Big Thicket National Preserve

Overview

Introduction

A vast expanse of swamp, conifers, palmettos and abundant wildlife, this lush primordial forest 260 mi/420 km northeast of San Antonio extends through southeast Texas, from the area around Beaumont in the south to the edge of the Piney Woods in the north. Within this region, plant species from the eastern U.S. meet species from the west, and northern species meet southern, making it one of the most botanically diverse areas in North America. One warning: Diversity doesn't necessarily mean the most spectacular scenery. To the untrained eye, it can look like a monotonous, mosquito-infested swamp.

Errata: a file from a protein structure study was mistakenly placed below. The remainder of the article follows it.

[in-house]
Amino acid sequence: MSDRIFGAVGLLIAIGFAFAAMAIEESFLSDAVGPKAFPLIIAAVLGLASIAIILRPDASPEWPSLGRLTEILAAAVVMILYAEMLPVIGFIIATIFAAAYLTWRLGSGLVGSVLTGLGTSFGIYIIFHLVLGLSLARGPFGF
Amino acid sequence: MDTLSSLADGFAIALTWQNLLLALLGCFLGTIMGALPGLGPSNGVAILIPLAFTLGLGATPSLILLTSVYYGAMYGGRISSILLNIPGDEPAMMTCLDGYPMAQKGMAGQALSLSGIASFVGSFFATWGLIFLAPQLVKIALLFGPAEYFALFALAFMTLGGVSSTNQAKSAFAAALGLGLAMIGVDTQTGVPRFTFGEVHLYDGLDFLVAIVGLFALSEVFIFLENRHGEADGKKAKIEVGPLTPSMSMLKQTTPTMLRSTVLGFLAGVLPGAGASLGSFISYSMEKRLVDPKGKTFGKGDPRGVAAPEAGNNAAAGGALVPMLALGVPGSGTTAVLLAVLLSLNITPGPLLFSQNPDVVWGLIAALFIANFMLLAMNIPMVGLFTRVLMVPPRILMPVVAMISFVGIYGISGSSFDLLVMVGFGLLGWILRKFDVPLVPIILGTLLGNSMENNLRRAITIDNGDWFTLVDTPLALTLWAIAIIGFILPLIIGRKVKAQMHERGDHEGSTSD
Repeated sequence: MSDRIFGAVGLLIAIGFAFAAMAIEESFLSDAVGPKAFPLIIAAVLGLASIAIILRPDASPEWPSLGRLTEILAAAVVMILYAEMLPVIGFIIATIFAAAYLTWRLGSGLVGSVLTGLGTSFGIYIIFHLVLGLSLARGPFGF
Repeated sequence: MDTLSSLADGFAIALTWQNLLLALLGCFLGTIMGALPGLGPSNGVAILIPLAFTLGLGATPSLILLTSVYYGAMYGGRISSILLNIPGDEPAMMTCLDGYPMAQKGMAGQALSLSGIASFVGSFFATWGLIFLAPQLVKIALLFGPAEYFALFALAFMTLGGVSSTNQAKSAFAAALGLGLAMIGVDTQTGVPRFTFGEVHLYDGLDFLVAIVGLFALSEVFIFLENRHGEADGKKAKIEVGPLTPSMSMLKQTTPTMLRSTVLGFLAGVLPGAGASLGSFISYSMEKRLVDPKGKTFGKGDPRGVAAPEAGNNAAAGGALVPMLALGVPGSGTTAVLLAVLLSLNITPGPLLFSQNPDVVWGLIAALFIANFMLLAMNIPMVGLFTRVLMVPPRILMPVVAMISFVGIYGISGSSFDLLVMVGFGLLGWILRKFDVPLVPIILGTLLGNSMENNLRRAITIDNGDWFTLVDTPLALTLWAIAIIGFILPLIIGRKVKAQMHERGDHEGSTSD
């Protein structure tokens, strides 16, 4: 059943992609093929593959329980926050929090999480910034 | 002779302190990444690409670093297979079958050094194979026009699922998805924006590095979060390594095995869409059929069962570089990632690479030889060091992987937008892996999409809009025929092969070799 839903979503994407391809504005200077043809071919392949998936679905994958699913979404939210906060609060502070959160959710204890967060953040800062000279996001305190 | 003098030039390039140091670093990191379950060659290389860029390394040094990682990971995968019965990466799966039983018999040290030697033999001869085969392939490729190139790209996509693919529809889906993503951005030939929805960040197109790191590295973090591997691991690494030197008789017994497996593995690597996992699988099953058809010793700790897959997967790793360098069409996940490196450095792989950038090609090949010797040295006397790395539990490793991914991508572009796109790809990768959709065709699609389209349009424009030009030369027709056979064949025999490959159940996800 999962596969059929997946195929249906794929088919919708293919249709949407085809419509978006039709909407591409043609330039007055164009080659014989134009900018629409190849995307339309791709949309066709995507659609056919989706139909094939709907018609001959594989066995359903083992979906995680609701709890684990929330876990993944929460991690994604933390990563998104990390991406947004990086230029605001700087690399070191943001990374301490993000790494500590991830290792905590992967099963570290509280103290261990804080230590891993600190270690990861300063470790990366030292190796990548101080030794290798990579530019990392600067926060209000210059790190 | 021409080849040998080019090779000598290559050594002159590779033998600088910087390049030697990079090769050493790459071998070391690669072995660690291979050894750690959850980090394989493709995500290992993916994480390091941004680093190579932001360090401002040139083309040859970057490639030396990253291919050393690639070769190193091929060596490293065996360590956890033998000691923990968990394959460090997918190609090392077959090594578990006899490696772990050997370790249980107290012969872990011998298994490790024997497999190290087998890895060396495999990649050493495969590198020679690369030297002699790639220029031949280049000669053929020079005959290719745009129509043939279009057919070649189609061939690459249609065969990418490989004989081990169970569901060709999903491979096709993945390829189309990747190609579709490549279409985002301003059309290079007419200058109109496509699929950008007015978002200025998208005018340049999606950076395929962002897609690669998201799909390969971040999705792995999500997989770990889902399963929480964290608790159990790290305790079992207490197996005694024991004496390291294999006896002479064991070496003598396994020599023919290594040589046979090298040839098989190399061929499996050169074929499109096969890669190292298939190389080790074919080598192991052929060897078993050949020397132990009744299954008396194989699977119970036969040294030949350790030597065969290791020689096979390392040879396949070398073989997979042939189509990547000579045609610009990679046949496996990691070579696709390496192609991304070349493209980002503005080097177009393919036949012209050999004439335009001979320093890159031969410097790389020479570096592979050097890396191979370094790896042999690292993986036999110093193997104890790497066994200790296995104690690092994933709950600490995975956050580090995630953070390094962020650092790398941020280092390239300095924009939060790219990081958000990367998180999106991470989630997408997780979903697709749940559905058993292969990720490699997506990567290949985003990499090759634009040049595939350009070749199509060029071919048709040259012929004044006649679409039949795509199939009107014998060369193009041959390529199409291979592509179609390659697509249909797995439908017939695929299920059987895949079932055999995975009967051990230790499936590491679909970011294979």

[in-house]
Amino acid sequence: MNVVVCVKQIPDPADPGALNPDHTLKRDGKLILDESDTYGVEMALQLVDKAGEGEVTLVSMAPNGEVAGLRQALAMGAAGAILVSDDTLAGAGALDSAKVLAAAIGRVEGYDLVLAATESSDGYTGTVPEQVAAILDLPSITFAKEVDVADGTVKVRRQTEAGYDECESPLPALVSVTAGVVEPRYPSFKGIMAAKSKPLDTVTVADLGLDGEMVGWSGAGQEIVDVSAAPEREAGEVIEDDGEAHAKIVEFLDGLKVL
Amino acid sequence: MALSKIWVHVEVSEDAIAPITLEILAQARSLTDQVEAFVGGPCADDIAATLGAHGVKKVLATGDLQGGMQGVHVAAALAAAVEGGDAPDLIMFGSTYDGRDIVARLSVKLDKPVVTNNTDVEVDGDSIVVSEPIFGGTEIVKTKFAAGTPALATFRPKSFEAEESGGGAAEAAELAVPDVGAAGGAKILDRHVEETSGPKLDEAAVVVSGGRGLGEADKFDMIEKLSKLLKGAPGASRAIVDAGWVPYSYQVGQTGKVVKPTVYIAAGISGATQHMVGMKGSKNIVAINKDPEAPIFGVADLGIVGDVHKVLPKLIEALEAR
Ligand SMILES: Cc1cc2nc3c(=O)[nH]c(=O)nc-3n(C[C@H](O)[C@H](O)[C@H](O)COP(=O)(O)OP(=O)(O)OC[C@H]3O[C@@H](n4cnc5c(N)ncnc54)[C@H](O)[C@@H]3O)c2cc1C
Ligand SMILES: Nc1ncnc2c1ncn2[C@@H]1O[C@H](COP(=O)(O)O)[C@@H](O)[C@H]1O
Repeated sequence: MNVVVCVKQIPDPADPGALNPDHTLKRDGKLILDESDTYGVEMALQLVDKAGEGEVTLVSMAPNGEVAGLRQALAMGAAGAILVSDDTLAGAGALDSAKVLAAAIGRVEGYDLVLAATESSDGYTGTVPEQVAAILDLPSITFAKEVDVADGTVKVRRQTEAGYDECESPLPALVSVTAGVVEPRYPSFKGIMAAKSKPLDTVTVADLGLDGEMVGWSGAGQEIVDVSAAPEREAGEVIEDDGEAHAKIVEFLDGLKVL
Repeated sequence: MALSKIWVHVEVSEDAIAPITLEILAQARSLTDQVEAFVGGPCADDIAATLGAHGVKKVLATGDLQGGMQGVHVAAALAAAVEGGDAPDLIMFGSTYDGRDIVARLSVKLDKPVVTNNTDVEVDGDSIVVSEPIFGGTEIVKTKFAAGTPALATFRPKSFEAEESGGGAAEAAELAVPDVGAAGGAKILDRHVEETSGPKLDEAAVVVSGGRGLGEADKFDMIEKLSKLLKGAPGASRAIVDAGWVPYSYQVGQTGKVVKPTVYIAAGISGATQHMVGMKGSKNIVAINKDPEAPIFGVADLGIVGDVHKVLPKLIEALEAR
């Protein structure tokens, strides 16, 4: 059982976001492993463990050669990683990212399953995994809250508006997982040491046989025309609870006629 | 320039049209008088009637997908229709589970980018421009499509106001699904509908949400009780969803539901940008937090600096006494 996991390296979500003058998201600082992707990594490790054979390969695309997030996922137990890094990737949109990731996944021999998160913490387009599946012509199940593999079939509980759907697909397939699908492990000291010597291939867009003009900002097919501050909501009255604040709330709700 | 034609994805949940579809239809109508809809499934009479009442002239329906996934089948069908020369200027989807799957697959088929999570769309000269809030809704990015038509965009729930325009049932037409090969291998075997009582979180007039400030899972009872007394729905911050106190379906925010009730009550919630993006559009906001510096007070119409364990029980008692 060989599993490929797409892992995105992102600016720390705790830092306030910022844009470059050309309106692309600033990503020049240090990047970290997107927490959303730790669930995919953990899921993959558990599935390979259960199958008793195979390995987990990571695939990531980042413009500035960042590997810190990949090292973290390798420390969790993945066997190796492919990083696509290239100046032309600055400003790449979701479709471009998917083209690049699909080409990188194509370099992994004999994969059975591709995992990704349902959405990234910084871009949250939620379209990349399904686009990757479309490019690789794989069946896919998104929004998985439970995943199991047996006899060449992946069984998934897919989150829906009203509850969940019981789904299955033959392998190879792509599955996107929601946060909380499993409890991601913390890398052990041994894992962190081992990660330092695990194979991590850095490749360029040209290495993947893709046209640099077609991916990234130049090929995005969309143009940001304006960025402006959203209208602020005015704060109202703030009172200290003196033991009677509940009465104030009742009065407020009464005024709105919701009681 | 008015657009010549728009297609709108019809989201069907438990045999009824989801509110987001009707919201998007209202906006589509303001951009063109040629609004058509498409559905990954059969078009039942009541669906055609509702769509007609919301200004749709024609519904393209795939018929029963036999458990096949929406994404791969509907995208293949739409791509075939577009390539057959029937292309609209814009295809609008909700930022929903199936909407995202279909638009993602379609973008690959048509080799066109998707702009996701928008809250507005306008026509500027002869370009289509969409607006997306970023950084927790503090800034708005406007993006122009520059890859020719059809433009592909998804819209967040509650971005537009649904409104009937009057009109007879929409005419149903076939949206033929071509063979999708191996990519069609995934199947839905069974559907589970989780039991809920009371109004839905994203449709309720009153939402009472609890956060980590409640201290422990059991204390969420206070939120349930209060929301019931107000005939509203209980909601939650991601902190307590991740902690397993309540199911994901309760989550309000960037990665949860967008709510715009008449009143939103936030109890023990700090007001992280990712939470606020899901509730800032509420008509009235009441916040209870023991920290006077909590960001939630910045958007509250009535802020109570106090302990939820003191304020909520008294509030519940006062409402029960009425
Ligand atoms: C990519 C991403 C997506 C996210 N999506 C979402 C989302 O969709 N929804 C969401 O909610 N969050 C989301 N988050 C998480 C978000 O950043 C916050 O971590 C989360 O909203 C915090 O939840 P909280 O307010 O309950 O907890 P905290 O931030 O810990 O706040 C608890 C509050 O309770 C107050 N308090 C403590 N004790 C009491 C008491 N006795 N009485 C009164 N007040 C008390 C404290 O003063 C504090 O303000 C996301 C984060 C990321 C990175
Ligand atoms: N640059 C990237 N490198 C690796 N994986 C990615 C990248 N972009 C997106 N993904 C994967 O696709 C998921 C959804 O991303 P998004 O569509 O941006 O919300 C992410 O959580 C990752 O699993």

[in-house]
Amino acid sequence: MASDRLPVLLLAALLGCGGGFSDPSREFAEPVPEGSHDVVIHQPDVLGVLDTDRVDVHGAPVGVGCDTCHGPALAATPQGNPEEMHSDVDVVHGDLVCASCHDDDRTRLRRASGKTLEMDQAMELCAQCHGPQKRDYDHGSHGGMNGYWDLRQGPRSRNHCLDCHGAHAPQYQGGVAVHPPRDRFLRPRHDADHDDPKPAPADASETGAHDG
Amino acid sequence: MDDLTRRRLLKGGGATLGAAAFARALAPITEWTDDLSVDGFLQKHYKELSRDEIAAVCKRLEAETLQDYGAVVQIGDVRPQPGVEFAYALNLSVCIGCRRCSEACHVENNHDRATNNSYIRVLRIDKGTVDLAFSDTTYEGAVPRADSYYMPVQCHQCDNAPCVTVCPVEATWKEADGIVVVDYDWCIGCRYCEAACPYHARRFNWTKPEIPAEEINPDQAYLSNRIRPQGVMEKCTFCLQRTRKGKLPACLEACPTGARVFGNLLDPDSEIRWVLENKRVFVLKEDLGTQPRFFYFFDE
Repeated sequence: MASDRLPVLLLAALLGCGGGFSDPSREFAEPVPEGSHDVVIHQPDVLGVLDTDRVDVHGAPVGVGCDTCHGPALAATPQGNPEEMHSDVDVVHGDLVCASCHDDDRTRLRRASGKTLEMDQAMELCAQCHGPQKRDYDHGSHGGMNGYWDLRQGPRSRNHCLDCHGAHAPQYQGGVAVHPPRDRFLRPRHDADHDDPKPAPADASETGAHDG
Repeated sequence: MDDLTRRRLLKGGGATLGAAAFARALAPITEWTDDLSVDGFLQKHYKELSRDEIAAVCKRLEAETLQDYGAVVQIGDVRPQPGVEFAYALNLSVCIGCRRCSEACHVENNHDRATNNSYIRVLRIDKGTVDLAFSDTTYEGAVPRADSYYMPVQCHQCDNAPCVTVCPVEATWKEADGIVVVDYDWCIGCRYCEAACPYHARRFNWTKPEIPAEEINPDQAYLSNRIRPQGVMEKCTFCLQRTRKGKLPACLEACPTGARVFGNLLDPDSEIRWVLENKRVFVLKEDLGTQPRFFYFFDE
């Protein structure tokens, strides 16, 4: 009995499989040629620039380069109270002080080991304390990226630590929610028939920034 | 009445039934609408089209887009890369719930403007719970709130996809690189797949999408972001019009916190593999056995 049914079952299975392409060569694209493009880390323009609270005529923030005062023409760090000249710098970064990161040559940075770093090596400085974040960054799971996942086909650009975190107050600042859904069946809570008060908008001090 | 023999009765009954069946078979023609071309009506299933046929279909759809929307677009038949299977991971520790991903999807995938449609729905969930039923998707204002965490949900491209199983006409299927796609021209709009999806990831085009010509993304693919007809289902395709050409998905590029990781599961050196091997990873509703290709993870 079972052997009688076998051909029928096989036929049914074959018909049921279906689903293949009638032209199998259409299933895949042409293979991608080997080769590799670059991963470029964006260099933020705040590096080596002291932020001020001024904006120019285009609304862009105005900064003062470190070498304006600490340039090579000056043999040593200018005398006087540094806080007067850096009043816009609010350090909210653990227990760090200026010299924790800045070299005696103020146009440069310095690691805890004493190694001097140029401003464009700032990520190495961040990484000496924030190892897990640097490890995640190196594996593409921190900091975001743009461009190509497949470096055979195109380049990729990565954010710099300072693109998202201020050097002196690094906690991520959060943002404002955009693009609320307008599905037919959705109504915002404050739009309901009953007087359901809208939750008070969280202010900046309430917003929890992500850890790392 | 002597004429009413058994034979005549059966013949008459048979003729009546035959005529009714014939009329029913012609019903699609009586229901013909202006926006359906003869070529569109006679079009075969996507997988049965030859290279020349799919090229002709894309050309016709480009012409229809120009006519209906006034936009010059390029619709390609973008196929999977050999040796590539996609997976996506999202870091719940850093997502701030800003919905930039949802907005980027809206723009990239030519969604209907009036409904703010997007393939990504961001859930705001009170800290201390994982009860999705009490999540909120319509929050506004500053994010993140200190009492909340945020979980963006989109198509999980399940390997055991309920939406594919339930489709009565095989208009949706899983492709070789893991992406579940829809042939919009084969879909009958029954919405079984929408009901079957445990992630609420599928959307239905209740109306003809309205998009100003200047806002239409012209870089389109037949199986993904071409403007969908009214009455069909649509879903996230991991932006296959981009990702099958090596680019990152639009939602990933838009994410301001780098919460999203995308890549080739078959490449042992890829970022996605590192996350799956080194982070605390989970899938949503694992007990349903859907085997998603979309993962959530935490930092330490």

You can drive, hike or canoe through the area—camping is more problematic because of the marshy ground and numerous unpleasant critters (including four types of venomous snakes: water moccasins, copperheads, rattlesnakes and corals). The preserve is also populated with carnivorous plants—pitcher, sundew, bladderwort and butterwort. (We watched pitcher plants devour several wasps; it was like watching a National Geographic special.) An information station lies just outside Kountze (pronounced Koontz). http://www.nps.gov/bith.

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